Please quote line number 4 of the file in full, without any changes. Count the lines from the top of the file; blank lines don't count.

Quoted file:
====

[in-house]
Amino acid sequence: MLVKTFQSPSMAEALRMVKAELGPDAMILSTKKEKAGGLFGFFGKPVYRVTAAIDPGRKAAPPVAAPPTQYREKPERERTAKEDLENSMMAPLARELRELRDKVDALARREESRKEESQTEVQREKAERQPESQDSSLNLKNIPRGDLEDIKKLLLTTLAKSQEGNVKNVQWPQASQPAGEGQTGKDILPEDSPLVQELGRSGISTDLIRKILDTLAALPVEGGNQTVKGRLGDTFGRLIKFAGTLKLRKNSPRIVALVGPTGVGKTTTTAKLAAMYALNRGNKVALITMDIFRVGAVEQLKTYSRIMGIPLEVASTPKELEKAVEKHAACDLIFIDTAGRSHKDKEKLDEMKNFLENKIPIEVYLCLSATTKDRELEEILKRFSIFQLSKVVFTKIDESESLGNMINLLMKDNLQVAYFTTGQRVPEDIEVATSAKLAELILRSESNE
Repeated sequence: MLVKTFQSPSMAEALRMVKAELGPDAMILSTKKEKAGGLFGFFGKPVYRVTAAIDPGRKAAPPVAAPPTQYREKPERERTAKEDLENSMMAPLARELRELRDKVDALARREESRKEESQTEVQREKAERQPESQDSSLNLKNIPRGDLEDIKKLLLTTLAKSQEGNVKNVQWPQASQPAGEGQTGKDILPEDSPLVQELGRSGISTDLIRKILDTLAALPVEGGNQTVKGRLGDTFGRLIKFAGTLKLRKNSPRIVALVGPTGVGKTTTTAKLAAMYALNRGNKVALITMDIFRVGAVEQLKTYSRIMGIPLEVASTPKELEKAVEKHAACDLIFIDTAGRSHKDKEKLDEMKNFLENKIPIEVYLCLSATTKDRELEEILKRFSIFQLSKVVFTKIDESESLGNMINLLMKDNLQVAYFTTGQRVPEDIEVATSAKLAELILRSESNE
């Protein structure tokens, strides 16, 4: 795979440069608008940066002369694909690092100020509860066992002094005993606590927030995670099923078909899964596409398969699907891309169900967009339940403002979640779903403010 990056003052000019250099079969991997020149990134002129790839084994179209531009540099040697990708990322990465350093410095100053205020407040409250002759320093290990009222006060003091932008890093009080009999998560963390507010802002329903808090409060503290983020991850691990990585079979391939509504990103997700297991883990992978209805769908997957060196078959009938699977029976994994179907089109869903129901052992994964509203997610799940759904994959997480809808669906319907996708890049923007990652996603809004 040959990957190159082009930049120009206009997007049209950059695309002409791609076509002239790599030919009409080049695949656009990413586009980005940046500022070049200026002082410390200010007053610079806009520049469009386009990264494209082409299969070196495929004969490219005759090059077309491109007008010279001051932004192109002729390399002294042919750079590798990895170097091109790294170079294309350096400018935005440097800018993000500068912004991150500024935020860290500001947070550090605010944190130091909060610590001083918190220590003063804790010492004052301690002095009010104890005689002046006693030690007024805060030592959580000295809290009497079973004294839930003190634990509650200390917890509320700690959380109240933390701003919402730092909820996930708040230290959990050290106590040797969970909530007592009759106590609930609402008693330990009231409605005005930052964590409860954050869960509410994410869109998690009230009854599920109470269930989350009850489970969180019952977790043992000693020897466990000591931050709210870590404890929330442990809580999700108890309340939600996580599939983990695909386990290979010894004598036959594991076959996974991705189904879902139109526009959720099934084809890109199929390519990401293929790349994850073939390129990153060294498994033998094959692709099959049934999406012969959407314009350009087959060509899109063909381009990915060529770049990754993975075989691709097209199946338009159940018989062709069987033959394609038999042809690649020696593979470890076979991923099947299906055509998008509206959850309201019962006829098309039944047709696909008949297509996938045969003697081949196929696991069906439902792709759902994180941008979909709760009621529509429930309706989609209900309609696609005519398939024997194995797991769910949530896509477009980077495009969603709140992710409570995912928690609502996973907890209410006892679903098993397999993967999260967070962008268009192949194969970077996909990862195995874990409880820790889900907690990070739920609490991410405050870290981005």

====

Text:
């Protein structure tokens, strides 16, 4: 795979440069608008940066002369694909690092100020509860066992002094005993606590927030995670099923078909899964596409398969699907891309169900967009339940403002979640779903403010 990056003052000019250099079969991997020149990134002129790839084994179209531009540099040697990708990322990465350093410095100053205020407040409250002759320093290990009222006060003091932008890093009080009999998560963390507010802002329903808090409060503290983020991850691990990585079979391939509504990103997700297991883990992978209805769908997957060196078959009938699977029976994994179907089109869903129901052992994964509203997610799940759904994959997480809808669906319907996708890049923007990652996603809004 040959990957190159082009930049120009206009997007049209950059695309002409791609076509002239790599030919009409080049695949656009990413586009980005940046500022070049200026002082410390200010007053610079806009520049469009386009990264494209082409299969070196495929004969490219005759090059077309491109007008010279001051932004192109002729390399002294042919750079590798990895170097091109790294170079294309350096400018935005440097800018993000500068912004991150500024935020860290500001947070550090605010944190130091909060610590001083918190220590003063804790010492004052301690002095009010104890005689002046006693030690007024805060030592959580000295809290009497079973004294839930003190634990509650200390917890509320700690959380109240933390701003919402730092909820996930708040230290959990050290106590040797969970909530007592009759106590609930609402008693330990009231409605005005930052964590409860954050869960509410994410869109998690009230009854599920109470269930989350009850489970969180019952977790043992000693020897466990000591931050709210870590404890929330442990809580999700108890309340939600996580599939983990695909386990290979010894004598036959594991076959996974991705189904879902139109526009959720099934084809890109199929390519990401293929790349994850073939390129990153060294498994033998094959692709099959049934999406012969959407314009350009087959060509899109063909381009990915060529770049990754993975075989691709097209199946338009159940018989062709069987033959394609038999042809690649020696593979470890076979991923099947299906055509998008509206959850309201019962006829098309039944047709696909008949297509996938045969003697081949196929696991069906439902792709759902994180941008979909709760009621529509429930309706989609209900309609696609005519398939024997194995797991769910949530896509477009980077495009969603709140992710409570995912928690609502996973907890209410006892679903098993397999993967999260967070962008268009192949194969970077996909990862195995874990409880820790889900907690990070739920609490991410405050870290981005």